Report: Adjust Policy on Who Gets Sent to State Jails
A new report recommends reforming the state-run jail system by mandating probation for certain types of nonviolent felony offenders and only using the jails for those who violate their probation.
A new report argues that state jails aren't meeting their goal of helping to reduce crime by intensively treating short-term, nonviolent inmates, and it recommends that judges no longer be able to sentence felons to state jails without a rehabilitation plan.
The report, published Monday by the Texas Public Policy Foundation, a conservative think tank, says that those convicted of nonviolent felonies and normally sentenced to months in a state-operated jail should instead be released with community supervision. That can include treatment programs, community service, strictly enforced probation conditions and the threat of incarceration if certain conditions are violated. The report's suggestions were based on recent data concerning the number of felons who commit crimes after being released from state jails.
Jeanette Moll, who authored the report, said that the people who commit these crimes, which are normally financial or drug-related, are seldom dangerous and don't need to be automatically incarcerated. “They have a job, they have a family, they have a community,” she said. “Putting them in a state jail is going to make them lose all of that.”
Instead, she believes, they should get a chance to return to their communities on probation. “If they don't attempt to stop violating the law, that judge still has all the power to revoke their probation,” she said, but “it's the stake [in getting released] that makes probation work, the feeling among state jail felons that they have a chance.”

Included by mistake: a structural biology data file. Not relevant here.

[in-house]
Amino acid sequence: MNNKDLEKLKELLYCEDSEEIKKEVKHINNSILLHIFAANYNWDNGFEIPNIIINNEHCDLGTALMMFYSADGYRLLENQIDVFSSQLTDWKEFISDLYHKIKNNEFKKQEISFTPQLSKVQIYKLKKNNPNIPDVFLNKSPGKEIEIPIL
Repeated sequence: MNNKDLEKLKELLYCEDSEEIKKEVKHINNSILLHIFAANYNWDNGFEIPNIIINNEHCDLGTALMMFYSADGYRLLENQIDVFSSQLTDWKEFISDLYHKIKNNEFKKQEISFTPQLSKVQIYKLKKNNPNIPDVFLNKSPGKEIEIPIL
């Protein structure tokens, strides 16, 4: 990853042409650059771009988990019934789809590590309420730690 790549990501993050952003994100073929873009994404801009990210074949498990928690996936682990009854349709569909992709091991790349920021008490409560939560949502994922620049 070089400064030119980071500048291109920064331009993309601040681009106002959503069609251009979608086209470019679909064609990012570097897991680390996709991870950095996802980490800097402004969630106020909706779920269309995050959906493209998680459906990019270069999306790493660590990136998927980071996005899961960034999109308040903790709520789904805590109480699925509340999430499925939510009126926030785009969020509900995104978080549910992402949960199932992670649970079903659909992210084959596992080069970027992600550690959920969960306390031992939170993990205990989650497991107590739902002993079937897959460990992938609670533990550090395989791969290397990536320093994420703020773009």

"We're not doing anything for these people while they're in state jail,” she said, citing the fact that 31.9 percent of state jail inmates released in 2007 were convicted of new crimes within three years, according to a study by the Legislative Budget Board. "We're doing nothing to break the cycle of criminality."
Texas Department of Criminal Justice officials did not have an immediate comment on the report.
“State jails were about intense treatment and education, or ‘get in get out,’” said state Sen. John Whitmire, D-Houston, who in 1993 proposed the legislation that created the state jail system to relieve overcrowding in state prisons. “The problem is now people getting in and out without much treatment and education.”
“I've been concerned for some time that they've got a good distance from some of their original concepts, particularly with treatment,” he said.
The report's primary recommendation is to require probation as a first resort for sentencing the felons who now go directly to state jails. As a result, Moll argues in the report, “the immense success Texas counties have shown with community supervision and treatment of felons can be applied to state jail felons.”
“Currently, state jail felons are not provided any community supervision following their state jail term,” Moll wrote. “Such supervision would ensure that offenders stay on the right track and obtain housing, employment, or desist from drug use.”
Judges would still be able to sentence some of those convicted to “shock incarceration,” or a short stint of "up-front" jail time. But sometimes, Moll said, “it’s not needed.”
Whitmire says that the proposal echoes much of what he and other lawmakers envisioned in 1993 and that he's open to legislation to address the high levels of reincarceration. “Something between what we do now and what they propose would make sense,” he said.
But he cautions that there are many practical implications on the rest of the criminal justice system to consider before changes can be made. Increasing the number of people on probation will increase the workload for judges and community supervision departments.
Moll wants to see increased funding for those departments, and finding that money might have implications in other areas of the criminal justice system. “I've got to make certain we don't have unintended consequences,” Whitmire said, “that it doesn’t impact probation and the courts in a negative way.”
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